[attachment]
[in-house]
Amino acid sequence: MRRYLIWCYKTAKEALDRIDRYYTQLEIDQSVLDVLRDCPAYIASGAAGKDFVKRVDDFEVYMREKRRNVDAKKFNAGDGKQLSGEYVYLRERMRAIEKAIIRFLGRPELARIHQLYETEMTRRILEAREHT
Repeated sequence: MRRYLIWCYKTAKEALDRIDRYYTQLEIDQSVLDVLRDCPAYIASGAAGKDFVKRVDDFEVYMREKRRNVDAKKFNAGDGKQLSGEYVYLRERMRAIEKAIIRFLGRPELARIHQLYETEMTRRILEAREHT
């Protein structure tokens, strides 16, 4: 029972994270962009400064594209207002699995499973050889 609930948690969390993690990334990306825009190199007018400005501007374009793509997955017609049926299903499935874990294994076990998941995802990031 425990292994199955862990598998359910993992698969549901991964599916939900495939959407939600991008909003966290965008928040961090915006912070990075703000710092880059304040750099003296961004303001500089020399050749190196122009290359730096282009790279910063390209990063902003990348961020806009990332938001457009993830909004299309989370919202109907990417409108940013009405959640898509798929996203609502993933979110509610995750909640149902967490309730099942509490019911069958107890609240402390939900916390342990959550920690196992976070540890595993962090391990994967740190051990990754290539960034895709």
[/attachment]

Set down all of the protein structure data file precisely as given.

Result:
[in-house]
Amino acid sequence: MRRYLIWCYKTAKEALDRIDRYYTQLEIDQSVLDVLRDCPAYIASGAAGKDFVKRVDDFEVYMREKRRNVDAKKFNAGDGKQLSGEYVYLRERMRAIEKAIIRFLGRPELARIHQLYETEMTRRILEAREHT
Repeated sequence: MRRYLIWCYKTAKEALDRIDRYYTQLEIDQSVLDVLRDCPAYIASGAAGKDFVKRVDDFEVYMREKRRNVDAKKFNAGDGKQLSGEYVYLRERMRAIEKAIIRFLGRPELARIHQLYETEMTRRILEAREHT
């Protein structure tokens, strides 16, 4: 029972994270962009400064594209207002699995499973050889 609930948690969390993690990334990306825009190199007018400005501007374009793509997955017609049926299903499935874990294994076990998941995802990031 425990292994199955862990598998359910993992698969549901991964599916939900495939959407939600991008909003966290965008928040961090915006912070990075703000710092880059304040750099003296961004303001500089020399050749190196122009290359730096282009790279910063390209990063902003990348961020806009990332938001457009993830909004299309989370919202109907990417409108940013009405959640898509798929996203609502993933979110509610995750909640149902967490309730099942509490019911069958107890609240402390939900916390342990959550920690196992976070540890595993962090391990994967740190051990990754290539960034895709």